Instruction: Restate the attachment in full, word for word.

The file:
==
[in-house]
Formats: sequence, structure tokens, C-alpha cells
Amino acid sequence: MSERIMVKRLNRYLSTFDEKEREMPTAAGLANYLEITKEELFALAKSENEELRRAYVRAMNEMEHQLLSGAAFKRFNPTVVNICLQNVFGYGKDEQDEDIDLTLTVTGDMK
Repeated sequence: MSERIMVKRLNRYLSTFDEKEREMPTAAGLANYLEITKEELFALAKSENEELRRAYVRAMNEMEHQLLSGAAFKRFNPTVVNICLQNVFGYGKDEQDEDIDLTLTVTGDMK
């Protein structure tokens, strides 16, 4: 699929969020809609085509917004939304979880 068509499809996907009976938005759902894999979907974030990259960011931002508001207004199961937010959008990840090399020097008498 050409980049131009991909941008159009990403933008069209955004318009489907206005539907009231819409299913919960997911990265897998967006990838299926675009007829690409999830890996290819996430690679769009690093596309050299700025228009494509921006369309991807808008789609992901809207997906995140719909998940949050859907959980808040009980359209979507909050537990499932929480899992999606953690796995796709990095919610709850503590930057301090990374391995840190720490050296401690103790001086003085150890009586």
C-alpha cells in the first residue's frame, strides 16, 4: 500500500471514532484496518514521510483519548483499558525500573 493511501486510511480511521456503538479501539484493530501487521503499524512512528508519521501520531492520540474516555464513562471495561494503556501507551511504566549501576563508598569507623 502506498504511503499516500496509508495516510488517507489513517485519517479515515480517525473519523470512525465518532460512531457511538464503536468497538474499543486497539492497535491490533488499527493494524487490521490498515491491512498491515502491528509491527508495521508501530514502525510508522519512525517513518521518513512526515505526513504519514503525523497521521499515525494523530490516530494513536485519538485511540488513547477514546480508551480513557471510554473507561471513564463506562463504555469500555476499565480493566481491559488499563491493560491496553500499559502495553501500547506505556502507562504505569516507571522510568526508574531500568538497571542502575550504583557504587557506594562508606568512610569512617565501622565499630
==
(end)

[in-house]
Formats: sequence, structure tokens, C-alpha cells
Amino acid sequence: MSERIMVKRLNRYLSTFDEKEREMPTAAGLANYLEITKEELFALAKSENEELRRAYVRAMNEMEHQLLSGAAFKRFNPTVVNICLQNVFGYGKDEQDEDIDLTLTVTGDMK
Repeated sequence: MSERIMVKRLNRYLSTFDEKEREMPTAAGLANYLEITKEELFALAKSENEELRRAYVRAMNEMEHQLLSGAAFKRFNPTVVNICLQNVFGYGKDEQDEDIDLTLTVTGDMK
């Protein structure tokens, strides 16, 4: 699929969020809609085509917004939304979880 068509499809996907009976938005759902894999979907974030990259960011931002508001207004199961937010959008990840090399020097008498 050409980049131009991909941008159009990403933008069209955004318009489907206005539907009231819409299913919960997911990265897998967006990838299926675009007829690409999830890996290819996430690679769009690093596309050299700025228009494509921006369309991807808008789609992901809207997906995140719909998940949050859907959980808040009980359209979507909050537990499932929480899992999606953690796995796709990095919610709850503590930057301090990374391995840190720490050296401690103790001086003085150890009586």
C-alpha cells in the first residue's frame, strides 16, 4: 500500500471514532484496518514521510483519548483499558525500573 493511501486510511480511521456503538479501539484493530501487521503499524512512528508519521501520531492520540474516555464513562471495561494503556501507551511504566549501576563508598569507623 502506498504511503499516500496509508495516510488517507489513517485519517479515515480517525473519523470512525465518532460512531457511538464503536468497538474499543486497539492497535491490533488499527493494524487490521490498515491491512498491515502491528509491527508495521508501530514502525510508522519512525517513518521518513512526515505526513504519514503525523497521521499515525494523530490516530494513536485519538485511540488513547477514546480508551480513557471510554473507561471513564463506562463504555469500555476499565480493566481491559488499563491493560491496553500499559502495553501500547506505556502507562504505569516507571522510568526508574531500568538497571542502575550504583557504587557506594562508606568512610569512617565501622565499630